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To Tokyo and back: A TODAY staffer reflects on coming full circle at the Olympics

As a student studying in Tokyo, Phoebe Wiener watched National Stadium being built for the Olympics. Two years later she found herself back, helping cover the Games for TODAY.
TODAY researcher Phoebe Wiener lived in Japan as a teen and later a Fulbright scholar in Tokyo, where she watched the Olympic stadium get built.
TODAY researcher Phoebe Wiener lived in Japan as a teen and later a Fulbright scholar in Tokyo, where she watched the Olympic stadium get built. Phoebe Wiener

Two years ago this month, I was taking one of my final walks in Tokyo before moving back home to New York.

After a whirlwind year of studying in the city on a Fulbright scholarship, I wanted to take one last look at New National Stadium, the future site of the Tokyo 2020 Olympics opening and closing ceremonies.

Everywhere you went, the excitement for the Olympics was palpable. Construction of new subway stations and stadiums was well underway, and the official mascots popped up all over, from billboards to convenience store coffee cups. English-speaking volunteers were already stopping me to ask if they could rehearse giving directions to future 2020 tourists.

As I stood in front of the giant stadium, I made a promise to myself that I would work really hard, and try to do everything I could to return for the Olympics. And boy, have I returned!

TODAY researcher Phoebe Wiener. "Although it has been bittersweet seeing empty stadium seats and empty streets because of COVID, the magic of Tokyo is still here."Phoebe Wiener

Helping TODAY cover the Tokyo Games has been the most fulfilling and exciting experience I’ve had so far in my career. These past few weeks, I’ve witnessed unbelievable athletic accomplishments and assisted in producing amazing pieces about the city.

I also wore a giant bear mascot costume pretty much every day on the show … yes, that really happened. Knowing that I’ve been making my family laugh each morning from thousands of miles away was priceless, and I can say with confidence that the memory of putting a fat suit on every night will never get old.

But most of all, it is the people who will come to the forefront of my mind when I look back on this journey. I am so lucky to work with such diligent and kind-hearted people at NBC News.

The team in New York has been working day in and day out, and I’ve loved FaceTiming them every day, taking them on a virtual tour of the city I once called home.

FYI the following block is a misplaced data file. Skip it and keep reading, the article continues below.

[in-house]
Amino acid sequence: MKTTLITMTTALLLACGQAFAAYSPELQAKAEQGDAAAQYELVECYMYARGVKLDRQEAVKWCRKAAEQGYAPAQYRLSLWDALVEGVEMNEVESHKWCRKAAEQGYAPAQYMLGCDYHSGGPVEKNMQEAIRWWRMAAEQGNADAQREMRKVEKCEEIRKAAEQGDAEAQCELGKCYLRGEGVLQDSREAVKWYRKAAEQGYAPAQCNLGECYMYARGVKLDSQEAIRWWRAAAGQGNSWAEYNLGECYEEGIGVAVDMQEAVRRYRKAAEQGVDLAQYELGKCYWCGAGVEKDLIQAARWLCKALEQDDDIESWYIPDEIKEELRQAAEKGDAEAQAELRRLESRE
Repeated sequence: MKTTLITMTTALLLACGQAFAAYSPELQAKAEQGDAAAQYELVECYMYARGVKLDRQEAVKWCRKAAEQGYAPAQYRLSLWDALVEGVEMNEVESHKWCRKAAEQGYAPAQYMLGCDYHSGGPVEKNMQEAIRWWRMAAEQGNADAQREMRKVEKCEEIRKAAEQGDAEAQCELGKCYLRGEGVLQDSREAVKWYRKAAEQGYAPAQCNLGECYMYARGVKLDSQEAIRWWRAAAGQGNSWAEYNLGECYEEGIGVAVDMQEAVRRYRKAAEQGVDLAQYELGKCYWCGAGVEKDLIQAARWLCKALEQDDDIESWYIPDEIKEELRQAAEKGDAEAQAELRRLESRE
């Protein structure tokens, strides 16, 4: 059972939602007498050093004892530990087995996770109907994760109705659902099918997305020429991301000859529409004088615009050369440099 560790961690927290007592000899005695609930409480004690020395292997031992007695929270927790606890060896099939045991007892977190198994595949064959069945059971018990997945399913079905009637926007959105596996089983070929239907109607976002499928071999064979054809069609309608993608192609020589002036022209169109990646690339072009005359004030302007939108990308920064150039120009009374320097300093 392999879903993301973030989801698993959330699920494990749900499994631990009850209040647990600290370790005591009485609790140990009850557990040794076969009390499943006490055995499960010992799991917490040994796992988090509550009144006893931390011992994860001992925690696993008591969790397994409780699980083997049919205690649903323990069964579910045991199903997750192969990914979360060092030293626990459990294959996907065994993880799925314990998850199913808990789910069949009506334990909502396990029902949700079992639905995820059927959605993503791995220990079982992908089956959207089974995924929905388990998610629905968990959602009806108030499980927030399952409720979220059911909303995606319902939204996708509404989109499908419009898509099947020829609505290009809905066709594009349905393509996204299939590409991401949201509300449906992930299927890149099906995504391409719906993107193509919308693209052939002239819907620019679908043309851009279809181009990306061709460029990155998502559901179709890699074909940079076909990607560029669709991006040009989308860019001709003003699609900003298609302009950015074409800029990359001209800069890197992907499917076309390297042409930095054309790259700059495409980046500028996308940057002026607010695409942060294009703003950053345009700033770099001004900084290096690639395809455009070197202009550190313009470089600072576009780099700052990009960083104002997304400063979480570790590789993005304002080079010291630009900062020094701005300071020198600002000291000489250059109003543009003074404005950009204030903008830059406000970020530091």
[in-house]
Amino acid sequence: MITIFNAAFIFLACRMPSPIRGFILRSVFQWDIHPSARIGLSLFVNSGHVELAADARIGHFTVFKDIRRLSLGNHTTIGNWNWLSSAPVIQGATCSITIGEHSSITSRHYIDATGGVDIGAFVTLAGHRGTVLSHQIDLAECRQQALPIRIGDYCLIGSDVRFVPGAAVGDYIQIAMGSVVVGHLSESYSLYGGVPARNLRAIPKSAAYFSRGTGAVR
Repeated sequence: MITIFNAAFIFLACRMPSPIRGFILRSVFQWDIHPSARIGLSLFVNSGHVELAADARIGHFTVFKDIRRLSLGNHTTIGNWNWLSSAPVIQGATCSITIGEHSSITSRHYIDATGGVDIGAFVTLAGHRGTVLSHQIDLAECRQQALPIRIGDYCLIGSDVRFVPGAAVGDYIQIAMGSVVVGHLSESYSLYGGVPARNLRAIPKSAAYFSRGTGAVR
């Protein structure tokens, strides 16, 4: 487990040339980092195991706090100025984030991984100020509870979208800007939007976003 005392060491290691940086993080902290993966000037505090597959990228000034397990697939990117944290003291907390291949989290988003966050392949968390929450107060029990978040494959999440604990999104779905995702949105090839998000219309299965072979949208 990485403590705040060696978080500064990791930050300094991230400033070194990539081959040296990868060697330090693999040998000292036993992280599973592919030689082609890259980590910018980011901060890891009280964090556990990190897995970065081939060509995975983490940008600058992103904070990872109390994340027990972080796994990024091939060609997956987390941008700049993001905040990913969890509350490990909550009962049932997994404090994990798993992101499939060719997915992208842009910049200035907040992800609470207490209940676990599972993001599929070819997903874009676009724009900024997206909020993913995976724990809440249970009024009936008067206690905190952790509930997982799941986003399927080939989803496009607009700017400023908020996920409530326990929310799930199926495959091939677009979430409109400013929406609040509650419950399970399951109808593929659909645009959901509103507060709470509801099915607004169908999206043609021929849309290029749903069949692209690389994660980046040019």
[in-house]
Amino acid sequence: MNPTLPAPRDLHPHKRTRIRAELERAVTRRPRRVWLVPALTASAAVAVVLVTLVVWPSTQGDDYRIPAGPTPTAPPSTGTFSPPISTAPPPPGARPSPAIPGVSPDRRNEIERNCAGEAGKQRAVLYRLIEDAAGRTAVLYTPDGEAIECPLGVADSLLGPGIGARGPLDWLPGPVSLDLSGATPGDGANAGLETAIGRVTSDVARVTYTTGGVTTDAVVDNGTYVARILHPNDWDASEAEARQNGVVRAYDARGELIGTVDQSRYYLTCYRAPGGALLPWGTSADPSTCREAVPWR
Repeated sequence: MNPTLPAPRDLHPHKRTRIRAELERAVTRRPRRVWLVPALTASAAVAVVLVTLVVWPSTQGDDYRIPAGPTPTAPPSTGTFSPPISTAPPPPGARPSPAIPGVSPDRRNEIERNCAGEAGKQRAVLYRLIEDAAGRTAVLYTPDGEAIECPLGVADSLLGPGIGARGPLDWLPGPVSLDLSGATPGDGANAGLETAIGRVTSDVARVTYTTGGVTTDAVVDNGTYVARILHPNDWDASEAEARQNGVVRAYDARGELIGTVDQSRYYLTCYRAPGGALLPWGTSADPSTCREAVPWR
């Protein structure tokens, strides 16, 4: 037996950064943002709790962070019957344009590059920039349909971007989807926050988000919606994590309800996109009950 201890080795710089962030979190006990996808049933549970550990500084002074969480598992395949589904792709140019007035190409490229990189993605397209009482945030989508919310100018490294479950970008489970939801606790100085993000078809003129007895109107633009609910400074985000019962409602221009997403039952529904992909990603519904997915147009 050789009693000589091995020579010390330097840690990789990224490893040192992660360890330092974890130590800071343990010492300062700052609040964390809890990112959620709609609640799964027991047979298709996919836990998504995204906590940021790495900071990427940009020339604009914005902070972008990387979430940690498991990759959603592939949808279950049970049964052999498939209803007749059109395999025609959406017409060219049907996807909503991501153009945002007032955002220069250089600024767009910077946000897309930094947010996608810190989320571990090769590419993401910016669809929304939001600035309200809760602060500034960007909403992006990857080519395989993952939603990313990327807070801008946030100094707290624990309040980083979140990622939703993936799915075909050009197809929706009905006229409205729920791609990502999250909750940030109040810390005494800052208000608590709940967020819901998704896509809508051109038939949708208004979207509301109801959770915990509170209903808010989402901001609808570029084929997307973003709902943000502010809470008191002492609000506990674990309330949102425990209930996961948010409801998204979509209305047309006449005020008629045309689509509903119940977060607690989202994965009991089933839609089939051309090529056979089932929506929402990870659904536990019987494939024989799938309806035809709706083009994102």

As for those in Tokyo, I’ve been able to walk some of them down back alleyways to hidden ramen spots, and bring back takeout boxes of gyoza dumplings to those who can’t venture out.

Wiener performed as the TODAY mascot, Hinode, on set in Tokyo. Phoebe Wiener

It brings me such joy to share any part of this city with them, especially when it comes to food! I can’t help but smile as they take their first bites from my favorite restaurants here.

Apart from the regular team at the TODAY and NBC News, I’ve had the chance to meet and work with our wonderful team of Tokyo-based Japanese "runners," production assistants who help with anything and everything the broadcast team needs.

I laughed so hard with them every day, especially when they poke fun at the rusty grammar and word choices I make in Japanese. I know how much work they’ve put into making our show look amazing every day, and I’m so grateful to have met them. I know they will be lifelong friends.

Although it has been bittersweet seeing empty stadium seats and empty streets because of COVID, the magic of Tokyo is still here. I feel it when I’m on the train commuting to our TODAY set and a Japanese elementary school student says to me, “Go Team USA!”

I feel it when a coffee shop barista tells me how much happiness the Olympics are bringing her after a difficult year.

And I feel it when I look out on the rings in Tokyo Bay—they continue to shine bright in these scary and often dark times.

I cannot thank the TODAY team enough for giving me the chance to return to Tokyo, my favorite place in the world. I know I will carry these memories for the rest of my life, knowing that I was a part of an Olympics like no other.